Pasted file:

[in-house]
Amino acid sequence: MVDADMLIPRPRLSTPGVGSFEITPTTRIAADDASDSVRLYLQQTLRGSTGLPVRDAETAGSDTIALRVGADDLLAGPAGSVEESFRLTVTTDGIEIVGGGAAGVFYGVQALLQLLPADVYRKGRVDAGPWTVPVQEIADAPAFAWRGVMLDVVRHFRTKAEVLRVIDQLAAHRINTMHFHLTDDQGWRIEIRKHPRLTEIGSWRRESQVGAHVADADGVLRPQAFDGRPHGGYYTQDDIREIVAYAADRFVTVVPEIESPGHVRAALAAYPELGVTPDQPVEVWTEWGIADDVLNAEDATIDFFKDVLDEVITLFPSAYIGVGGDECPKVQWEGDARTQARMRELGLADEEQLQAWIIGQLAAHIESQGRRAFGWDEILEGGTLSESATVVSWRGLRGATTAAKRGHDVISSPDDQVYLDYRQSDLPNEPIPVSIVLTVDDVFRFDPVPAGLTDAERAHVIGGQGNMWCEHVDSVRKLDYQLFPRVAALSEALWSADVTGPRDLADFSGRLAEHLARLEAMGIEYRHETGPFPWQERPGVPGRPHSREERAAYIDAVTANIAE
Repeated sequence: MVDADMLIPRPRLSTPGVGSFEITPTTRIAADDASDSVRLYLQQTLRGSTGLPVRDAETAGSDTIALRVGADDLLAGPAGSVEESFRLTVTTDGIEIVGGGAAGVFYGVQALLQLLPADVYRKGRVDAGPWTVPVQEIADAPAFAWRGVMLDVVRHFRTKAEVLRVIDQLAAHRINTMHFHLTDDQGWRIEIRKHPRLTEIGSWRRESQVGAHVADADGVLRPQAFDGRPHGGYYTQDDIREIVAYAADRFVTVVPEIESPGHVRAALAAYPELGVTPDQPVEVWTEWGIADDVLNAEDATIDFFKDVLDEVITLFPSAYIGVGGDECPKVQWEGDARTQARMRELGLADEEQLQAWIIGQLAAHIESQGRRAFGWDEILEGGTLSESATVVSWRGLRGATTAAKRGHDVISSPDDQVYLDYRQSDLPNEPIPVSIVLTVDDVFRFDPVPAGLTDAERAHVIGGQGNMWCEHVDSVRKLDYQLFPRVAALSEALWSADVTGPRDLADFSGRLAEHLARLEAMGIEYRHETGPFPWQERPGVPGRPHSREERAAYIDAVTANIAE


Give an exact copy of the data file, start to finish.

[in-house]
Amino acid sequence: MVDADMLIPRPRLSTPGVGSFEITPTTRIAADDASDSVRLYLQQTLRGSTGLPVRDAETAGSDTIALRVGADDLLAGPAGSVEESFRLTVTTDGIEIVGGGAAGVFYGVQALLQLLPADVYRKGRVDAGPWTVPVQEIADAPAFAWRGVMLDVVRHFRTKAEVLRVIDQLAAHRINTMHFHLTDDQGWRIEIRKHPRLTEIGSWRRESQVGAHVADADGVLRPQAFDGRPHGGYYTQDDIREIVAYAADRFVTVVPEIESPGHVRAALAAYPELGVTPDQPVEVWTEWGIADDVLNAEDATIDFFKDVLDEVITLFPSAYIGVGGDECPKVQWEGDARTQARMRELGLADEEQLQAWIIGQLAAHIESQGRRAFGWDEILEGGTLSESATVVSWRGLRGATTAAKRGHDVISSPDDQVYLDYRQSDLPNEPIPVSIVLTVDDVFRFDPVPAGLTDAERAHVIGGQGNMWCEHVDSVRKLDYQLFPRVAALSEALWSADVTGPRDLADFSGRLAEHLARLEAMGIEYRHETGPFPWQERPGVPGRPHSREERAAYIDAVTANIAE
Repeated sequence: MVDADMLIPRPRLSTPGVGSFEITPTTRIAADDASDSVRLYLQQTLRGSTGLPVRDAETAGSDTIALRVGADDLLAGPAGSVEESFRLTVTTDGIEIVGGGAAGVFYGVQALLQLLPADVYRKGRVDAGPWTVPVQEIADAPAFAWRGVMLDVVRHFRTKAEVLRVIDQLAAHRINTMHFHLTDDQGWRIEIRKHPRLTEIGSWRRESQVGAHVADADGVLRPQAFDGRPHGGYYTQDDIREIVAYAADRFVTVVPEIESPGHVRAALAAYPELGVTPDQPVEVWTEWGIADDVLNAEDATIDFFKDVLDEVITLFPSAYIGVGGDECPKVQWEGDARTQARMRELGLADEEQLQAWIIGQLAAHIESQGRRAFGWDEILEGGTLSESATVVSWRGLRGATTAAKRGHDVISSPDDQVYLDYRQSDLPNEPIPVSIVLTVDDVFRFDPVPAGLTDAERAHVIGGQGNMWCEHVDSVRKLDYQLFPRVAALSEALWSADVTGPRDLADFSGRLAEHLARLEAMGIEYRHETGPFPWQERPGVPGRPHSREERAAYIDAVTANIAE